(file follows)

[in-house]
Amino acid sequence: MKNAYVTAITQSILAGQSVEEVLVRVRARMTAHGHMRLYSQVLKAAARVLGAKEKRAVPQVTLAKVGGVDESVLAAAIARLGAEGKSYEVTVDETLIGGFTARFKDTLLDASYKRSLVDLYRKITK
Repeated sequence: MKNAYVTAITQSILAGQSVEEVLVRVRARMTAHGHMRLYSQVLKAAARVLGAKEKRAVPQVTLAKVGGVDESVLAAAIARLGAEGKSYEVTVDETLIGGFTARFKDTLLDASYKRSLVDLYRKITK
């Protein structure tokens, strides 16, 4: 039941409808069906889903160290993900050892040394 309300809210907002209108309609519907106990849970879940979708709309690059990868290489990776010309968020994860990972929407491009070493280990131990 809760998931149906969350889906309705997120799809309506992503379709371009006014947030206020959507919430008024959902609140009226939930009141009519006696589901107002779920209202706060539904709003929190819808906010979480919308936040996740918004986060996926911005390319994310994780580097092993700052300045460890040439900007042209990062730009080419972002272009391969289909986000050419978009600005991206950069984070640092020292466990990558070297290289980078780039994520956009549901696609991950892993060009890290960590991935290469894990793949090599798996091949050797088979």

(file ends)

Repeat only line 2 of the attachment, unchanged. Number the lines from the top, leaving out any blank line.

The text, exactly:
Amino acid sequence: MKNAYVTAITQSILAGQSVEEVLVRVRARMTAHGHMRLYSQVLKAAARVLGAKEKRAVPQVTLAKVGGVDESVLAAAIARLGAEGKSYEVTVDETLIGGFTARFKDTLLDASYKRSLVDLYRKITK